By Tony Rossi
Though he had been a hero of World War II, Clarence Smoyer was living in obscurity in Allentown, Pennsylvania, until best-selling author and military historian Adam Makos visited him in 2012 on the advice of a college friend. Makos soon discovered that Clarence served as the lead tank gunner who helped liberate Cologne, Germany, from the Nazis in 1945. Clarence was also a man plagued by the mystery of a fatal encounter in the city’s streets that involved a German tank gunner and an innocent civilian. That mystery would lead Makos, Clarence, and two of his Army buddies back to Germany to figure out the whole story – and ultimately befriend a former enemy.
During a “Christopher Closeup” interview about his latest best-seller “Spearhead,” Makos recalled that in 1944, at age 21, Clarence found himself in Nazi-occupied Belgium, serving with the U.S. Army’s Third Armored Division on a job that ran counter to his natural, peaceful personality: tank gunner. He was the one who now had to pull the trigger in order to kill another human being. Far from developing any kind of bloodlust, Clarence’s motivation was simply that he wanted to keep every member of his crew alive. That became increasingly difficult when his tank became the Spearhead, the lead tank going into battle.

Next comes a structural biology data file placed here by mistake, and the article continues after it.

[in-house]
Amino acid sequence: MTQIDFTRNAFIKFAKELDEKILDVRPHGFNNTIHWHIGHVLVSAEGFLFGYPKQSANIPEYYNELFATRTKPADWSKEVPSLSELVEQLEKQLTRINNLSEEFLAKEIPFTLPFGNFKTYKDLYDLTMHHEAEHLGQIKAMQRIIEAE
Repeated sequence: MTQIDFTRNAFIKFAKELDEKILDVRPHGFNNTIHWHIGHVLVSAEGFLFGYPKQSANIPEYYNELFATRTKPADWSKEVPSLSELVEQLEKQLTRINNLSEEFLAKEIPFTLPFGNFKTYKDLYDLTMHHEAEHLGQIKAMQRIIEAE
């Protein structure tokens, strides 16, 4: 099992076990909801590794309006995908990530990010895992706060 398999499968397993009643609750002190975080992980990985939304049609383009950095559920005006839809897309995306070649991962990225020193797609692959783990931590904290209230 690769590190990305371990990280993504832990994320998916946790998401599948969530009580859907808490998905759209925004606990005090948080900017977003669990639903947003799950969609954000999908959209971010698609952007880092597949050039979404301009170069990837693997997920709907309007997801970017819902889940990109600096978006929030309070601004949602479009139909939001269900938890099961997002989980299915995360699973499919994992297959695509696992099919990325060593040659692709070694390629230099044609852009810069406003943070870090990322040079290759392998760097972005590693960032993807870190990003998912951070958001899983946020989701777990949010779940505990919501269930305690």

One of the ways that Clarence dealt with fear was prayer. During a tense situation in the Battle of the Bulge, he started talking to God as if he were sitting next to him in the tank. He would either say to God, “Get me through this night” – or “Thank you for getting me through this day.” It was a simple, yet profound way of connecting with his maker in the worst of circumstances.
Makos also explores the war’s final days from the perspective of an 18-year-old German tank gunner named Gustav Schaefer, who he was also able to meet and interview: “Gustav [was] sent to stop Clarence. It’s a suicide mission. He’s sent with three other tanks against an American army. Gustav was just a farm kid from northern Germany…He didn’t want any part of World War II. And suddenly, he’s being sent into Cologne, which Hitler had declared the city that was going to make the last stand for Germany.”
It was there that Clarence crossed paths with Gustav, though they wouldn’t actually meet until more than 65 years later. When Clarence and Gustav were fighting, a civilian named Kathi Esser drove through their gunfire and was killed. Makos said, “Her death propelled these two enemies, Clarence and Gustav, to not only seek each other out as old men, but to go back to Cologne in 2013, to reunite on the steps of the Cathedral – and then to go back to the place where they fought to try to find answers to, how did we shoot this young woman and how can we make amends for it? How can we seek forgiveness from her?”
Makos cherishes the time he spent with Clarence and Gustav – and how their story highlights the complexities of war. He concluded, “They were men who once fought each other, who once tried to kill each other. But at their core, they were good men and they became friends. They were buddies until the end (Gustav died in 2017). You follow them through the war and, in the end, you see them shaking hands and crying together. And then they become brothers. That’s the ultimate war story as far as I’m concerned.”
For free copies of the Christopher News Note FORGIVING OTHERS AND OURSELVES, write: The Christophers, 5 Hanover Square, New York, NY 10004; or e-mail: email@example.com
Tony Rossi is director of communications for The Christophers.